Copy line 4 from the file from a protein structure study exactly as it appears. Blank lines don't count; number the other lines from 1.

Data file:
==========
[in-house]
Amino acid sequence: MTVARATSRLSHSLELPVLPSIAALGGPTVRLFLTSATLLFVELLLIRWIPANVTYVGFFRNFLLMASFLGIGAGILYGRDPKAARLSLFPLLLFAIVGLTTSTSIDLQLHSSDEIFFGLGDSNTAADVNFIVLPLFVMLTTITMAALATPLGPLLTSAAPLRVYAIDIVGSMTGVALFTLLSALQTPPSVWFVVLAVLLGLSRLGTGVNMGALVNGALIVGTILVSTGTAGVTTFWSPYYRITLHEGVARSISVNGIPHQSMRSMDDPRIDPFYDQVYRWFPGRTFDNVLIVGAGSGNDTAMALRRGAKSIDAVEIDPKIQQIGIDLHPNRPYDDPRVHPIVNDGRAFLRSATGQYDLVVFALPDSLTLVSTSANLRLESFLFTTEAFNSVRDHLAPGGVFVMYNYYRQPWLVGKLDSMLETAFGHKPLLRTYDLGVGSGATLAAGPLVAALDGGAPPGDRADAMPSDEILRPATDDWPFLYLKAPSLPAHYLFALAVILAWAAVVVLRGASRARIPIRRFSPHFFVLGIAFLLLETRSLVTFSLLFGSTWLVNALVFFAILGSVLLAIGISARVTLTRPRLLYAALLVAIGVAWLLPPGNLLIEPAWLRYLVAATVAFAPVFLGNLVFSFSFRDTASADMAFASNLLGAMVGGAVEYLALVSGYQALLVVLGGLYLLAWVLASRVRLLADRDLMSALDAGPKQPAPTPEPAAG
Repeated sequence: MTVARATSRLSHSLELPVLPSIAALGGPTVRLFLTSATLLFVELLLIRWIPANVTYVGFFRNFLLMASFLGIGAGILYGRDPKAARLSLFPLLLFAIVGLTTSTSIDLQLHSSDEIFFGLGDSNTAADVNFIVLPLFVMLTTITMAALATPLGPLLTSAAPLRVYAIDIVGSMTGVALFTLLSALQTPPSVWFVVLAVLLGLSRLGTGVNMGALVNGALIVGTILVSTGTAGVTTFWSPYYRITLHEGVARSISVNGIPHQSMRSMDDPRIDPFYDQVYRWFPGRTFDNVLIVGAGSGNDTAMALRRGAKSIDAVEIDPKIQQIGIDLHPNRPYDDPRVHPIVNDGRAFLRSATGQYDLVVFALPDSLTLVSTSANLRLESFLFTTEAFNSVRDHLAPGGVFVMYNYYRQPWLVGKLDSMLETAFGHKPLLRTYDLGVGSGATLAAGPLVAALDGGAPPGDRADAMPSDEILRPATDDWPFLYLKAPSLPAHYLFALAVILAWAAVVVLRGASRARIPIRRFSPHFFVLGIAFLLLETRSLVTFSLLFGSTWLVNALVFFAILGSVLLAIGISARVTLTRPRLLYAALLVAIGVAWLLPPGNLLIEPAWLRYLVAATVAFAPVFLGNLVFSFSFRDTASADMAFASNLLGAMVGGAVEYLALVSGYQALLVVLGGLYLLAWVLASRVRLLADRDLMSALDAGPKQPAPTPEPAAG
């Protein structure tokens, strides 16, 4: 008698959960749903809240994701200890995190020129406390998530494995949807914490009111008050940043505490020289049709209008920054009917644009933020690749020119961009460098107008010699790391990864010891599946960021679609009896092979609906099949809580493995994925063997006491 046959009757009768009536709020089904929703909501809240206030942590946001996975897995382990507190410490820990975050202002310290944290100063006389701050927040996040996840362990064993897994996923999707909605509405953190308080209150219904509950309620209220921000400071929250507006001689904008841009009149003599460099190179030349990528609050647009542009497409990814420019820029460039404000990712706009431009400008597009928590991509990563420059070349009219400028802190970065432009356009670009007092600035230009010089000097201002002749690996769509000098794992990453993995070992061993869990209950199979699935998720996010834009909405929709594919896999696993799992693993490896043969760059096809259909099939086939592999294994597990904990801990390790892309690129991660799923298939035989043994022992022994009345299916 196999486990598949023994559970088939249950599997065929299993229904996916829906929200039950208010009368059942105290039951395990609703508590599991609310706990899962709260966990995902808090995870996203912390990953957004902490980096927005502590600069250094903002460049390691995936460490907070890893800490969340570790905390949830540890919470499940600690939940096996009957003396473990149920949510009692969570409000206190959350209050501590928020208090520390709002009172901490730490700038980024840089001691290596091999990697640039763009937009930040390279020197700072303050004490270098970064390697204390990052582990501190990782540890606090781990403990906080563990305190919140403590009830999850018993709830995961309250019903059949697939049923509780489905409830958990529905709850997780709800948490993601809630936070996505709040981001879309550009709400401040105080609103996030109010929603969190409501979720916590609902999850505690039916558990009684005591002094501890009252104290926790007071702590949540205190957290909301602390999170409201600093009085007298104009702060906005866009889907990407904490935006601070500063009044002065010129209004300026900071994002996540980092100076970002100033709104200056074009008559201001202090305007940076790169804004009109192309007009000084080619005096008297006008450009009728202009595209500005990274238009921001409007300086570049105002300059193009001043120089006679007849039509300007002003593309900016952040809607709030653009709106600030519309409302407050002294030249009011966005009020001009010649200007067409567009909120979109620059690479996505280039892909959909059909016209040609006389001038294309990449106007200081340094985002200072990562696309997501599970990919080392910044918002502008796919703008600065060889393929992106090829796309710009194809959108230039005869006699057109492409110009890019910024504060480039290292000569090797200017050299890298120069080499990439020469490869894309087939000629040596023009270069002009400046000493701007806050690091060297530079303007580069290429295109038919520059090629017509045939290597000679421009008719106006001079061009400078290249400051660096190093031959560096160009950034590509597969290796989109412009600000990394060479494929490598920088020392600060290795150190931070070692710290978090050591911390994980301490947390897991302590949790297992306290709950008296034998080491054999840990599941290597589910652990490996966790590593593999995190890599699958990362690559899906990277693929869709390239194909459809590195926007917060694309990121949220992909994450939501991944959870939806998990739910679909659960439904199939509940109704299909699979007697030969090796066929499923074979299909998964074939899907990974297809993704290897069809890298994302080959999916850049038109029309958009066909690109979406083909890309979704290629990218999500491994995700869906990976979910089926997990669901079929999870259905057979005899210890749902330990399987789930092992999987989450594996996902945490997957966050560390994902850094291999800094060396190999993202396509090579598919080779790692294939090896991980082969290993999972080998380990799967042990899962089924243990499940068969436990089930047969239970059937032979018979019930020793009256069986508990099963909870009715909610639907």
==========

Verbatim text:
């Protein structure tokens, strides 16, 4: 008698959960749903809240994701200890995190020129406390998530494995949807914490009111008050940043505490020289049709209008920054009917644009933020690749020119961009460098107008010699790391990864010891599946960021679609009896092979609906099949809580493995994925063997006491 046959009757009768009536709020089904929703909501809240206030942590946001996975897995382990507190410490820990975050202002310290944290100063006389701050927040996040996840362990064993897994996923999707909605509405953190308080209150219904509950309620209220921000400071929250507006001689904008841009009149003599460099190179030349990528609050647009542009497409990814420019820029460039404000990712706009431009400008597009928590991509990563420059070349009219400028802190970065432009356009670009007092600035230009010089000097201002002749690996769509000098794992990453993995070992061993869990209950199979699935998720996010834009909405929709594919896999696993799992693993490896043969760059096809259909099939086939592999294994597990904990801990390790892309690129991660799923298939035989043994022992022994009345299916 196999486990598949023994559970088939249950599997065929299993229904996916829906929200039950208010009368059942105290039951395990609703508590599991609310706990899962709260966990995902808090995870996203912390990953957004902490980096927005502590600069250094903002460049390691995936460490907070890893800490969340570790905390949830540890919470499940600690939940096996009957003396473990149920949510009692969570409000206190959350209050501590928020208090520390709002009172901490730490700038980024840089001691290596091999990697640039763009937009930040390279020197700072303050004490270098970064390697204390990052582990501190990782540890606090781990403990906080563990305190919140403590009830999850018993709830995961309250019903059949697939049923509780489905409830958990529905709850997780709800948490993601809630936070996505709040981001879309550009709400401040105080609103996030109010929603969190409501979720916590609902999850505690039916558990009684005591002094501890009252104290926790007071702590949540205190957290909301602390999170409201600093009085007298104009702060906005866009889907990407904490935006601070500063009044002065010129209004300026900071994002996540980092100076970002100033709104200056074009008559201001202090305007940076790169804004009109192309007009000084080619005096008297006008450009009728202009595209500005990274238009921001409007300086570049105002300059193009001043120089006679007849039509300007002003593309900016952040809607709030653009709106600030519309409302407050002294030249009011966005009020001009010649200007067409567009909120979109620059690479996505280039892909959909059909016209040609006389001038294309990449106007200081340094985002200072990562696309997501599970990919080392910044918002502008796919703008600065060889393929992106090829796309710009194809959108230039005869006699057109492409110009890019910024504060480039290292000569090797200017050299890298120069080499990439020469490869894309087939000629040596023009270069002009400046000493701007806050690091060297530079303007580069290429295109038919520059090629017509045939290597000679421009008719106006001079061009400078290249400051660096190093031959560096160009950034590509597969290796989109412009600000990394060479494929490598920088020392600060290795150190931070070692710290978090050591911390994980301490947390897991302590949790297992306290709950008296034998080491054999840990599941290597589910652990490996966790590593593999995190890599699958990362690559899906990277693929869709390239194909459809590195926007917060694309990121949220992909994450939501991944959870939806998990739910679909659960439904199939509940109704299909699979007697030969090796066929499923074979299909998964074939899907990974297809993704290897069809890298994302080959999916850049038109029309958009066909690109979406083909890309979704290629990218999500491994995700869906990976979910089926997990669901079929999870259905057979005899210890749902330990399987789930092992999987989450594996996902945490997957966050560390994902850094291999800094060396190999993202396509090579598919080779790692294939090896991980082969290993999972080998380990799967042990899962089924243990499940068969436990089930047969239970059937032979018979019930020793009256069986508990099963909870009715909610639907």